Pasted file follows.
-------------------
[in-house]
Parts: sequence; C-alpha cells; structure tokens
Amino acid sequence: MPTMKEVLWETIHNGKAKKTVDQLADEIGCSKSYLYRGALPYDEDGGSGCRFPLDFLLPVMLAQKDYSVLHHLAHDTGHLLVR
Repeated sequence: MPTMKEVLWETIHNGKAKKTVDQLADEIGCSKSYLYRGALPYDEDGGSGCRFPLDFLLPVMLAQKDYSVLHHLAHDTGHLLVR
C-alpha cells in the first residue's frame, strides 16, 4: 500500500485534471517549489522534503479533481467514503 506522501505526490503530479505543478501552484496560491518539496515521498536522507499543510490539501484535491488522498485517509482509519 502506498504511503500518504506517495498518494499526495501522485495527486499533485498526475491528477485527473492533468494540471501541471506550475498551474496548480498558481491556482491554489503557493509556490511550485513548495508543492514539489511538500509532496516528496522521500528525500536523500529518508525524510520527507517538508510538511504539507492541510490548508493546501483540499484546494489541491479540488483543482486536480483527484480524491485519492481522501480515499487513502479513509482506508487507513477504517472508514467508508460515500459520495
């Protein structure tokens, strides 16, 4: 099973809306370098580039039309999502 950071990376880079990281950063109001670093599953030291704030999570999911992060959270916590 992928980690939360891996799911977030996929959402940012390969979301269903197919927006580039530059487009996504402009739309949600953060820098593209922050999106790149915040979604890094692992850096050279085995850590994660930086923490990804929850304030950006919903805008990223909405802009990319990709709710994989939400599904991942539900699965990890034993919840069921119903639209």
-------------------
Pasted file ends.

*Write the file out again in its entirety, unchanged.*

[in-house]
Parts: sequence; C-alpha cells; structure tokens
Amino acid sequence: MPTMKEVLWETIHNGKAKKTVDQLADEIGCSKSYLYRGALPYDEDGGSGCRFPLDFLLPVMLAQKDYSVLHHLAHDTGHLLVR
Repeated sequence: MPTMKEVLWETIHNGKAKKTVDQLADEIGCSKSYLYRGALPYDEDGGSGCRFPLDFLLPVMLAQKDYSVLHHLAHDTGHLLVR
C-alpha cells in the first residue's frame, strides 16, 4: 500500500485534471517549489522534503479533481467514503 506522501505526490503530479505543478501552484496560491518539496515521498536522507499543510490539501484535491488522498485517509482509519 502506498504511503500518504506517495498518494499526495501522485495527486499533485498526475491528477485527473492533468494540471501541471506550475498551474496548480498558481491556482491554489503557493509556490511550485513548495508543492514539489511538500509532496516528496522521500528525500536523500529518508525524510520527507517538508510538511504539507492541510490548508493546501483540499484546494489541491479540488483543482486536480483527484480524491485519492481522501480515499487513502479513509482506508487507513477504517472508514467508508460515500459520495
């Protein structure tokens, strides 16, 4: 099973809306370098580039039309999502 950071990376880079990281950063109001670093599953030291704030999570999911992060959270916590 992928980690939360891996799911977030996929959402940012390969979301269903197919927006580039530059487009996504402009739309949600953060820098593209922050999106790149915040979604890094692992850096050279085995850590994660930086923490990804929850304030950006919903805008990223909405802009990319990709709710994989939400599904991942539900699965990890034993919840069921119903639209």